Climate change adds to children’s woesClimate-induced disasters hinder their access to health, education, nutrition and protection.
Children and young people face the biggest brunt of climate change, including disasters. Studies suggest that it will worsen in the near future. For children in Nepal, climate change is a catastrophe for their right to survive and grow. According to a study titled “Impacts of Climate Crisis and Environmental Degradation on Children and Youth in Nepal”, published by the Child-centred Disaster Risk Reduction and Climate Change (CDCC) Consortium in 2021, half of the people killed or injured by climate hazards from 2015 to 2020 were children and youths.
Climate-induced disasters hinder children’s access to health, education, nutrition and protection. Even though children are not accountable for environmental crisis and climate change, they are often the most affected by its consequences, which include increased risk of violence and abuse through displacement, loss of homes, disruption of lives, inequality and child labour.
Overlooking the vulnerable
Children in Nepal are vulnerable to the adverse effects of climate change due to their cognitive and psychological condition, developing brains, exposure to illness and limited capacity to adapt to threats and impacts. They are more likely to experience trauma, fear and anxiety. Moreover, climate hazards cause biodiversity loss and a decline in agricultural productivity, leading to inadequate food supply and widespread hunger among children.
The rain-induced disasters reported throughout the country and the pre-monsoon heat waves in the western region show the country is facing unpredictable climate patterns and climate disasters, making life difficult for many, where child malnutrition and infant mortality are already very high. More frequent droughts and floods challenge the existing rain-fed agriculture practices, exacerbating the food crisis in Nepal’s rural areas. A survey conducted in 2019 found that Muktikot in Swami Kartik Khapar Municipality in Bajura had the highest number of malnourished children.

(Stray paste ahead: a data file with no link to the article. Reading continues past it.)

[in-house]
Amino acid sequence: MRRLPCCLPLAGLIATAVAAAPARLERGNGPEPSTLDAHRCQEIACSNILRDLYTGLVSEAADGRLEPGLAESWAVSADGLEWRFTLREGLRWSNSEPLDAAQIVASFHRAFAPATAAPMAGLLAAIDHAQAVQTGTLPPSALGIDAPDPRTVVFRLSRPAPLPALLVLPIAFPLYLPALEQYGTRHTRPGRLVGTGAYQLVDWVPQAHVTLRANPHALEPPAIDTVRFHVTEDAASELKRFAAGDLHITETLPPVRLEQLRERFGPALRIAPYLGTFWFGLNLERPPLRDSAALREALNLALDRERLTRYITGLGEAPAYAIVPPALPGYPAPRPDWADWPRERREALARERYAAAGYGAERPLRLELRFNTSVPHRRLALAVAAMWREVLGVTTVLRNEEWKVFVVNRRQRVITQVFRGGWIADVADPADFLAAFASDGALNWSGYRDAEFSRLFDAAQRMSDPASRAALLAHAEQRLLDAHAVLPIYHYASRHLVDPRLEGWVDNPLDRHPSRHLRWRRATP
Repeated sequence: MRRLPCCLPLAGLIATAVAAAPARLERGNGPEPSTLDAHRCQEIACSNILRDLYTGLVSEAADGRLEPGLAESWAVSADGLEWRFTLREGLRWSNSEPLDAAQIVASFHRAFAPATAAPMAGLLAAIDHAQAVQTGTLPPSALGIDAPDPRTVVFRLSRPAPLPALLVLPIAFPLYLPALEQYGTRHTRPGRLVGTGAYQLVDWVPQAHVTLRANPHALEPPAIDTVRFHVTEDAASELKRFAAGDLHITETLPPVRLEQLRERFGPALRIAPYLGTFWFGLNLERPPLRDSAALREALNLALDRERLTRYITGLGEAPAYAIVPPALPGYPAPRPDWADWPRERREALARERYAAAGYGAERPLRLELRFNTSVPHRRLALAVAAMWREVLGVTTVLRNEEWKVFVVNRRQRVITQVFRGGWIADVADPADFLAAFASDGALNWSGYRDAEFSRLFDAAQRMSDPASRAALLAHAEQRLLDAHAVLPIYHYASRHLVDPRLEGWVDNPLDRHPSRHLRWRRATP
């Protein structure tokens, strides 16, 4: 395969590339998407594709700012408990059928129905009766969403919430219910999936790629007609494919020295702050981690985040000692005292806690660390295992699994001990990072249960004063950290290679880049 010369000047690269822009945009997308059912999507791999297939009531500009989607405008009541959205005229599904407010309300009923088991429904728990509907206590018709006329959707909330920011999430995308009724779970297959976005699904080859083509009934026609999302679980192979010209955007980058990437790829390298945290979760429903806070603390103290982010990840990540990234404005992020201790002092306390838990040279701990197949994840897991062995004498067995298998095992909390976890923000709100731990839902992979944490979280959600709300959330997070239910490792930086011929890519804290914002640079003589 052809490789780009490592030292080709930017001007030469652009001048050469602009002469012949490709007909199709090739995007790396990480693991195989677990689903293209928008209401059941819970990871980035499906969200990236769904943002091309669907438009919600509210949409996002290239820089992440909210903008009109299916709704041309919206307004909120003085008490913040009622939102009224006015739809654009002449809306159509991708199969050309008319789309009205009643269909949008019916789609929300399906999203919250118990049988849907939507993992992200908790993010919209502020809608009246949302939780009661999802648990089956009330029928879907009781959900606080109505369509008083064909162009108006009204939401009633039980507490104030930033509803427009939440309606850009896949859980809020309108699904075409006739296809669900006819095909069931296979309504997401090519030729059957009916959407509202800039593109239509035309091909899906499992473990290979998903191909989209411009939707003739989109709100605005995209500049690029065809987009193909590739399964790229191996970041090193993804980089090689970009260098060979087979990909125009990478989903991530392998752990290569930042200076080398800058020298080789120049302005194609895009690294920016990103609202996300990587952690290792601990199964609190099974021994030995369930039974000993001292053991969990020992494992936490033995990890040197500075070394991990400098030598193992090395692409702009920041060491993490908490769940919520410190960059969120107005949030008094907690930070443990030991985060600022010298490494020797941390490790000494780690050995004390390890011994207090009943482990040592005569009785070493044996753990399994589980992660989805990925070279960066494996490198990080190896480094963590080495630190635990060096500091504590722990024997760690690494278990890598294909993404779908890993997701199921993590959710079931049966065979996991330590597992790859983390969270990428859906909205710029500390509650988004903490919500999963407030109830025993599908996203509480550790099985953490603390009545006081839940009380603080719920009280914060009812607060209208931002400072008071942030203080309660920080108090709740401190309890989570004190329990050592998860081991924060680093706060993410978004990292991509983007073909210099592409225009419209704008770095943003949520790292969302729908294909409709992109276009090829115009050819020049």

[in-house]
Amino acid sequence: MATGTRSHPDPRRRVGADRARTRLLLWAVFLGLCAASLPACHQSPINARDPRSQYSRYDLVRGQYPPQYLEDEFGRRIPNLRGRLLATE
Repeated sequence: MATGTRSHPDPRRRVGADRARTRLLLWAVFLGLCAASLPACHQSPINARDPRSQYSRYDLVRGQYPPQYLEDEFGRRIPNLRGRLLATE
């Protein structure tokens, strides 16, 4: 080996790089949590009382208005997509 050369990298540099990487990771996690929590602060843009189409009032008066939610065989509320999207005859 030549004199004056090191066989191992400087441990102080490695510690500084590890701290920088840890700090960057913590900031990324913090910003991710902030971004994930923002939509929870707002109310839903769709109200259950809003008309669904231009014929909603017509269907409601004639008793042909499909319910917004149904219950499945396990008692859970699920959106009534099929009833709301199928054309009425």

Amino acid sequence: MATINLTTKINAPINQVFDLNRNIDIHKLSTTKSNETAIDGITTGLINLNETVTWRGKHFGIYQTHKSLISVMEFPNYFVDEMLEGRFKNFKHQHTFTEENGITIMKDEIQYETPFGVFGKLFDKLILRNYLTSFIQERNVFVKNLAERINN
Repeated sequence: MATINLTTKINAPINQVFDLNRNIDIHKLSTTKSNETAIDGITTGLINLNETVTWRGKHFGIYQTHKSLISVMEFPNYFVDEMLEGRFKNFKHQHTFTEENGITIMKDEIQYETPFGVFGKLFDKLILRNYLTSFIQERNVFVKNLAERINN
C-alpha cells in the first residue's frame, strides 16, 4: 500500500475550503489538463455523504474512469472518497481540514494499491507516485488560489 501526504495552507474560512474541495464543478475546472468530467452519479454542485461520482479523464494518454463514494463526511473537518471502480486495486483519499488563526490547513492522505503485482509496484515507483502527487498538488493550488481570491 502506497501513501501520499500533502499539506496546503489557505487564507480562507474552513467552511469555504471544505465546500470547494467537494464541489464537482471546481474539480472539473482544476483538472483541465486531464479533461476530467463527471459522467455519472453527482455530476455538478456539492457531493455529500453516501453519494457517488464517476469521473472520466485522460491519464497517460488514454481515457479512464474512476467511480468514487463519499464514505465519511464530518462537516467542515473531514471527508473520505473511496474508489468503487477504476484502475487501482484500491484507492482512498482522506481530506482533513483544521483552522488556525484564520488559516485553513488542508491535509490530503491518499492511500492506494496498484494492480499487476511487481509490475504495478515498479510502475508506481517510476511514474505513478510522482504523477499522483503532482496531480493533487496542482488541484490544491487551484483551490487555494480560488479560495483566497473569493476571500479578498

Moreover, due to climate change, children and adolescents are deprived of education. Climate disasters often lead to the inability of parents to pay for their children’s academic fees. When parents are forced to make decisions, stereotypically, young girls suffer greatly and are excluded from school. They are often deprived of their essential needs and recreational activities and are most likely to be married off due to the financial constraints of their families. As a result, up to 40 percent of girls marry before the age of 18 and 14 percent of them give birth to their first child before turning 19, despite the government’s consistent efforts to end child marriage.
Call for action
The government needs to recognise the importance of supporting children through education and integrating climate education into the curriculum. This will help the children to navigate the issues like climate change. Even though the Curriculum Development Centre, in December 2019, announced that it would include climate education for the first time in Nepal’s education goals in the national curriculum, many education experts and schoolteachers across Nepal stated that access to educational resources on climate change remains restrained. Dedicated lessons about climate change are given only until Grades 7 and 8. After that, the state curriculum does not specify particular books for higher schooling to learn more about the climate crisis and other environmental issues.
Likewise, teachers in rural Nepal do not have sufficient resources or training to make teaching effective and have to rely on other learning platforms like YouTube and educational books to educate children on climate change. According to a study by Unicef in 2020, out of almost 26,000 respondents between the age of 15 and 24 across eight South Asian countries, only 34 percent out of 4,197 students in Nepal testified that they could explain climate change and global warming adequately. This is why the government should prioritise children’s learning towards climate change, its impacts and adaptation measures, as every child must be equipped with an understanding of environmental crisis from a young age.
The rights of children are intertwined with climate change and environmental dangers. Though there is a mention of children in disaster-related plans in Nationally Determined Contributions (NDC) and National Adaptation Plan (NAP), there is a significant gap in implementing these policies. Similarly, it is crucial to gather evidence that shows the impacts of climate hazards on children. It is also necessary to increase the funding for research on the impact of climate change on children. Such efforts can prove beneficial for children in the face of climate adversity.